Washington, Oct 29 : Scientists have found that the much hyped dinosaur "mummies", which are fossils with soft tissue and their last meals intact, were merely thick-skinned, suggesting that more may be found than paleontologists had previously expected.
Eric Lund of the Utah Museum of Natural History examined over a dozen newly discovered mummies in southern Utah.
According to a report in New Scientist, his analysis showed that these and other fossils all came from sand deposited in river beds that also contained remnants of wood and leaves - signs of a moist environment.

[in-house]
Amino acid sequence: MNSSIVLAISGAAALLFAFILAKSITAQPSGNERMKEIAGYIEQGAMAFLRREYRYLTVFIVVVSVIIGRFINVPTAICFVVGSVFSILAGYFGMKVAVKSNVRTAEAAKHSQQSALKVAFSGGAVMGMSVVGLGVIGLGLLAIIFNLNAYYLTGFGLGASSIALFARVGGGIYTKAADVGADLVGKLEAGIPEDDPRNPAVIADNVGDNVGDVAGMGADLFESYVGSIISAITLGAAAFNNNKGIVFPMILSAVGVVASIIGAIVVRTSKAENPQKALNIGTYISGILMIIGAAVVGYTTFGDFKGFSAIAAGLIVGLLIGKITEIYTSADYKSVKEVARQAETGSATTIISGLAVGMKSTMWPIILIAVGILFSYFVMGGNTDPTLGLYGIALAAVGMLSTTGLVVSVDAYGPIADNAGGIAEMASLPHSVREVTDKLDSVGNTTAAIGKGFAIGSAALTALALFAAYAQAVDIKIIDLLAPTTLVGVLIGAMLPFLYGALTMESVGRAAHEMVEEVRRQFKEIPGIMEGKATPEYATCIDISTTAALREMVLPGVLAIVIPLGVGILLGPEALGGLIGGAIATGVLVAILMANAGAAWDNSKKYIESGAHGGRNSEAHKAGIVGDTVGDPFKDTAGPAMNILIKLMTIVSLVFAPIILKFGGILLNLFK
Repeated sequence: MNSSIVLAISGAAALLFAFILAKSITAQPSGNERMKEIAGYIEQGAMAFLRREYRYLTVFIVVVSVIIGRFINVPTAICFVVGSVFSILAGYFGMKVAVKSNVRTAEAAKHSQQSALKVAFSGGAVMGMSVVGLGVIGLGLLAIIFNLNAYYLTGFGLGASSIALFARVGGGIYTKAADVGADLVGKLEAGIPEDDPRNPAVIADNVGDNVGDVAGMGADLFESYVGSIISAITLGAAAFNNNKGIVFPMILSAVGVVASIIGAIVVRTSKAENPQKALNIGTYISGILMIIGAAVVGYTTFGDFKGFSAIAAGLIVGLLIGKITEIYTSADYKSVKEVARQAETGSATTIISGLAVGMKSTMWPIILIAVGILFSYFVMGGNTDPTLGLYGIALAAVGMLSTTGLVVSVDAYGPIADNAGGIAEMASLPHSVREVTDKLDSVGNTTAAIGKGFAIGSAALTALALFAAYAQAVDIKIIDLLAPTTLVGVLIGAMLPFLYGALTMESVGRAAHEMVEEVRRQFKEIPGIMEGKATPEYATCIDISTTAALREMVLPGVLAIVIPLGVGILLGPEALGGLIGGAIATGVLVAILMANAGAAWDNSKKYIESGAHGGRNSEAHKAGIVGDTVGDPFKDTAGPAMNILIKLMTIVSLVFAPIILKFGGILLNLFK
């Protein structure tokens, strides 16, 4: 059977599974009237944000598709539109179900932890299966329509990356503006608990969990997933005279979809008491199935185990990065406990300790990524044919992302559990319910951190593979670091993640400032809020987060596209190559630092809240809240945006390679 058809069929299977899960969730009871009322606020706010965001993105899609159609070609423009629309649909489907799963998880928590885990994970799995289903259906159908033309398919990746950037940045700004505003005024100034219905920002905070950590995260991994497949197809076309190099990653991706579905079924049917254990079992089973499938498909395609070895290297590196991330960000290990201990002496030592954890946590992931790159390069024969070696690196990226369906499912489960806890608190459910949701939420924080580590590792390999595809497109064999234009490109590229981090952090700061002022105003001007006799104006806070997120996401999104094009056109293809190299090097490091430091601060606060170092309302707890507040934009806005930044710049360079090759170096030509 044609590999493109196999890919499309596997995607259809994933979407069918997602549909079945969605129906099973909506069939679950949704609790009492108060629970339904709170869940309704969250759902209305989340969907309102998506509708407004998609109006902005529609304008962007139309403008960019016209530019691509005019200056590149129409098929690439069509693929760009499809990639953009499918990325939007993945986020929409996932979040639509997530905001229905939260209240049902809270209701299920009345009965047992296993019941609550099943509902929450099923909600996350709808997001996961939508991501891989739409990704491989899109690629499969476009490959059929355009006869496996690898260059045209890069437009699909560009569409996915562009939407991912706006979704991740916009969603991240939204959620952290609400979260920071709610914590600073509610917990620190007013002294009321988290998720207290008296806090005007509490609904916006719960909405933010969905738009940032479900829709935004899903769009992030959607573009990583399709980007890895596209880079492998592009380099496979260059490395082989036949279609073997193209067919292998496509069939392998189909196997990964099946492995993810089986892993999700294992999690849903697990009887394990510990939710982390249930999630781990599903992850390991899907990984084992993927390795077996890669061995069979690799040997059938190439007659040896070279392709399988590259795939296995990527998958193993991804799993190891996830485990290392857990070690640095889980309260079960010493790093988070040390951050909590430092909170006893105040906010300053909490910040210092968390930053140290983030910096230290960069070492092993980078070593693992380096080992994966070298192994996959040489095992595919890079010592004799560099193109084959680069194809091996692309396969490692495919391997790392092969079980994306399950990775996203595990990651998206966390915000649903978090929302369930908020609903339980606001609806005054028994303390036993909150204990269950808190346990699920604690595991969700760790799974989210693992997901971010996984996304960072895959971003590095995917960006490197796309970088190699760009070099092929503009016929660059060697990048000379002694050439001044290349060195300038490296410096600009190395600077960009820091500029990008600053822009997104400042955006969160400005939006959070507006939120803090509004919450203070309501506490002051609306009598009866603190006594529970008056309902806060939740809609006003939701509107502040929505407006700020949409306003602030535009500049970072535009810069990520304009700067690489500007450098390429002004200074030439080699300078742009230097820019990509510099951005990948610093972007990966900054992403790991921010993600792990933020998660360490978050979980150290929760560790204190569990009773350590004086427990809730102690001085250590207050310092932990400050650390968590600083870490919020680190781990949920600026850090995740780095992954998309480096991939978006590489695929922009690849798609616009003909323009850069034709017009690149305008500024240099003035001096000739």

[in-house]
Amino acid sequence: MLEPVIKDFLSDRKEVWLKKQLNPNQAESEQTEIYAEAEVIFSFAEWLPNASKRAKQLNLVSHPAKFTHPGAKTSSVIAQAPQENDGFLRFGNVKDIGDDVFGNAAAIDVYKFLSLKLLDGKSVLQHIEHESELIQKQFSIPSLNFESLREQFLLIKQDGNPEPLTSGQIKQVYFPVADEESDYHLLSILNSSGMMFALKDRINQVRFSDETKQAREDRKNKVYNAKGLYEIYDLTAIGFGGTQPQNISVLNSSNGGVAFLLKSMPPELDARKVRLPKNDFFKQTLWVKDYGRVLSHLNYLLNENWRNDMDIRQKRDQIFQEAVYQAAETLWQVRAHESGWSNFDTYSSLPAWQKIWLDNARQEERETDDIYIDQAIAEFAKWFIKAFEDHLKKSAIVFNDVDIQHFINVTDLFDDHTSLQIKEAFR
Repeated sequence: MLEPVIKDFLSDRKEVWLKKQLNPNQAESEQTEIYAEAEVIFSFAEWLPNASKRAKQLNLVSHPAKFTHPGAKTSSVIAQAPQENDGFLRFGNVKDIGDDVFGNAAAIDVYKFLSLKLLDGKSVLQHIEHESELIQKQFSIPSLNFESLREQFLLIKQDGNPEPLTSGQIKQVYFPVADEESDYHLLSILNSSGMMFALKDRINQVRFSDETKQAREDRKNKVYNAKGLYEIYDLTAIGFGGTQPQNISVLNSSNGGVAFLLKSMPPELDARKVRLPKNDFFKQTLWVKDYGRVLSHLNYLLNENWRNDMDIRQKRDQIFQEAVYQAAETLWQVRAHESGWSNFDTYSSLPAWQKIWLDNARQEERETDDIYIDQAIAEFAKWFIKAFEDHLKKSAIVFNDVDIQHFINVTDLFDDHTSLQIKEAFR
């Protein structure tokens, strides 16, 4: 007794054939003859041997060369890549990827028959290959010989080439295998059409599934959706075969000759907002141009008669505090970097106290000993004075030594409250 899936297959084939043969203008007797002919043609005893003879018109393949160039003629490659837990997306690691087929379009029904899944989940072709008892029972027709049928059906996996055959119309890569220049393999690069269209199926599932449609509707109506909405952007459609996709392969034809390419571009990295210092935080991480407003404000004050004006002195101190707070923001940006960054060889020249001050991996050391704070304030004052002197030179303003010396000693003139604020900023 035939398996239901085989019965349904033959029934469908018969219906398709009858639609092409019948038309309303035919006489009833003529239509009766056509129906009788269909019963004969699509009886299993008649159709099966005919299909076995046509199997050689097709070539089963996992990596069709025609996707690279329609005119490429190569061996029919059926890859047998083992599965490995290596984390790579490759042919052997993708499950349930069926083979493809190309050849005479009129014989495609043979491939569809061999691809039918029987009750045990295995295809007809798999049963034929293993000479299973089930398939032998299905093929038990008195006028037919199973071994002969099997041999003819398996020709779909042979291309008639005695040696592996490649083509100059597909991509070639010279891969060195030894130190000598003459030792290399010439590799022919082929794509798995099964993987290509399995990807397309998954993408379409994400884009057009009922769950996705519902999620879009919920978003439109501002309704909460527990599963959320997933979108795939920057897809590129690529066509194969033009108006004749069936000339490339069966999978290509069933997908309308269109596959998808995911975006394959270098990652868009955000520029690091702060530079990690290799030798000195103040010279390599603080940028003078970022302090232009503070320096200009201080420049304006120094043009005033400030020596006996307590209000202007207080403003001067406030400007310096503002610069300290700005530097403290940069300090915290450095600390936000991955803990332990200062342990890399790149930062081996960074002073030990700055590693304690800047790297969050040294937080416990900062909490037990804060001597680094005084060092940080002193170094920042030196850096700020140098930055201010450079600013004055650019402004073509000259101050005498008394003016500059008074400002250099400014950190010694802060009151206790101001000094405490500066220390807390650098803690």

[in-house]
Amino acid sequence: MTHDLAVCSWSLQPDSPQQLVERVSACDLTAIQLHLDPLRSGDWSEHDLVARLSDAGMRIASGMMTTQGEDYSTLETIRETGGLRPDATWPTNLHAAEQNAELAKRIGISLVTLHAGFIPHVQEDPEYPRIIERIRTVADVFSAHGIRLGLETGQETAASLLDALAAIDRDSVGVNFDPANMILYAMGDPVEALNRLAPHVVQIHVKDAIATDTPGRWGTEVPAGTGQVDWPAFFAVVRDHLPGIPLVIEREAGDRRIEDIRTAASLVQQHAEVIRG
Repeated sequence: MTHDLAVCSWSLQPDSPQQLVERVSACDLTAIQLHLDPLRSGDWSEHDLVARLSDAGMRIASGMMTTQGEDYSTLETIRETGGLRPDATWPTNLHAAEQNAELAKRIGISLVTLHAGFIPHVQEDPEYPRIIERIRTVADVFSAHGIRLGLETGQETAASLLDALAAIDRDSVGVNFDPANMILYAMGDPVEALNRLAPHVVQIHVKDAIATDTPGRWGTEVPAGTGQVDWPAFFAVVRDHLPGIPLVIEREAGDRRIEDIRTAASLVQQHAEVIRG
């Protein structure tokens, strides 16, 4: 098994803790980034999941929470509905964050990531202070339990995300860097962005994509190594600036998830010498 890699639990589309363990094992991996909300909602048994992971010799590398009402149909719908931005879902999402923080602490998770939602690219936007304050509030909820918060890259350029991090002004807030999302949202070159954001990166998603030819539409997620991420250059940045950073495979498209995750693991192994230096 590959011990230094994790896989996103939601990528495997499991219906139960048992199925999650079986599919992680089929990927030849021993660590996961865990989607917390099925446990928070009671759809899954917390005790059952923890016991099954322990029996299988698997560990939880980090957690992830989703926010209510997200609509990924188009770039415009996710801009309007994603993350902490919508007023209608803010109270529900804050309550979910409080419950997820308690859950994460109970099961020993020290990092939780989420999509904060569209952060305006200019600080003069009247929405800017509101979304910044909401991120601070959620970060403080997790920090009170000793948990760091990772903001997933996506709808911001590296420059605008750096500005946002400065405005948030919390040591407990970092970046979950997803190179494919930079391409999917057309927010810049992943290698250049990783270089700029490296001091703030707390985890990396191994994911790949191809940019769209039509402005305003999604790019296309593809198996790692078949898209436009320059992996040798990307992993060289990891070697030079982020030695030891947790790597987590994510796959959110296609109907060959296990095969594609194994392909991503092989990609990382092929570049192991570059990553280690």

This means it was too wet to dry out and mummify a dinosaur carcass, Eric told the Society of Vertebrate Paleontology in Cleveland.
"It doesn't look like desiccation," he said.
However, the dinosaur fossils have attracted enormous attention ever since fossil hunter Charles H. Sternberg discovered the first one in Wyoming a century ago.
Leonardo, a duck-billed dinosaur, is the best-preserved dinosaur found to date, and is on display at the Houston Museum of Natural Science, in Texas.